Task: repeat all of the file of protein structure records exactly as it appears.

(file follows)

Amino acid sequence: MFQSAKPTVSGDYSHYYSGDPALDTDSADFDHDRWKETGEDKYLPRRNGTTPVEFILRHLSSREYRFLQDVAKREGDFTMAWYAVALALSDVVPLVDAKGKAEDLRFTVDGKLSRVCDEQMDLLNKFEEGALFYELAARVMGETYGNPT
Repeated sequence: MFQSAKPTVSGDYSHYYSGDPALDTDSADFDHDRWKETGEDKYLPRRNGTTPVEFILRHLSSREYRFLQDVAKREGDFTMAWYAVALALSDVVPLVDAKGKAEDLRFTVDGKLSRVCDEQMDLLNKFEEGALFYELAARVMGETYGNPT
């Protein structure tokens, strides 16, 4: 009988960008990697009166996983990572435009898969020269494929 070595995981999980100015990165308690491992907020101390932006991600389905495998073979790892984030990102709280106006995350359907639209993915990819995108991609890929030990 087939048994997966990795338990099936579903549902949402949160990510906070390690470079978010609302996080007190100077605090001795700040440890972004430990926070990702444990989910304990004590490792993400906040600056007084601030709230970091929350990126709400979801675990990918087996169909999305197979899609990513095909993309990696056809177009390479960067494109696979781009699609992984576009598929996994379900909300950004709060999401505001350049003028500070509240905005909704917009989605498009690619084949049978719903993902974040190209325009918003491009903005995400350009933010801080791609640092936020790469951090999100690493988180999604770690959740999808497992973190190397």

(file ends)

Amino acid sequence: MFQSAKPTVSGDYSHYYSGDPALDTDSADFDHDRWKETGEDKYLPRRNGTTPVEFILRHLSSREYRFLQDVAKREGDFTMAWYAVALALSDVVPLVDAKGKAEDLRFTVDGKLSRVCDEQMDLLNKFEEGALFYELAARVMGETYGNPT
Repeated sequence: MFQSAKPTVSGDYSHYYSGDPALDTDSADFDHDRWKETGEDKYLPRRNGTTPVEFILRHLSSREYRFLQDVAKREGDFTMAWYAVALALSDVVPLVDAKGKAEDLRFTVDGKLSRVCDEQMDLLNKFEEGALFYELAARVMGETYGNPT
């Protein structure tokens, strides 16, 4: 009988960008990697009166996983990572435009898969020269494929 070595995981999980100015990165308690491992907020101390932006991600389905495998073979790892984030990102709280106006995350359907639209993915990819995108991609890929030990 087939048994997966990795338990099936579903549902949402949160990510906070390690470079978010609302996080007190100077605090001795700040440890972004430990926070990702444990989910304990004590490792993400906040600056007084601030709230970091929350990126709400979801675990990918087996169909999305197979899609990513095909993309990696056809177009390479960067494109696979781009699609992984576009598929996994379900909300950004709060999401505001350049003028500070509240905005909704917009989605498009690619084949049978719903993902974040190209325009918003491009903005995400350009933010801080791609640092936020790469951090999100690493988180999604770690959740999808497992973190190397």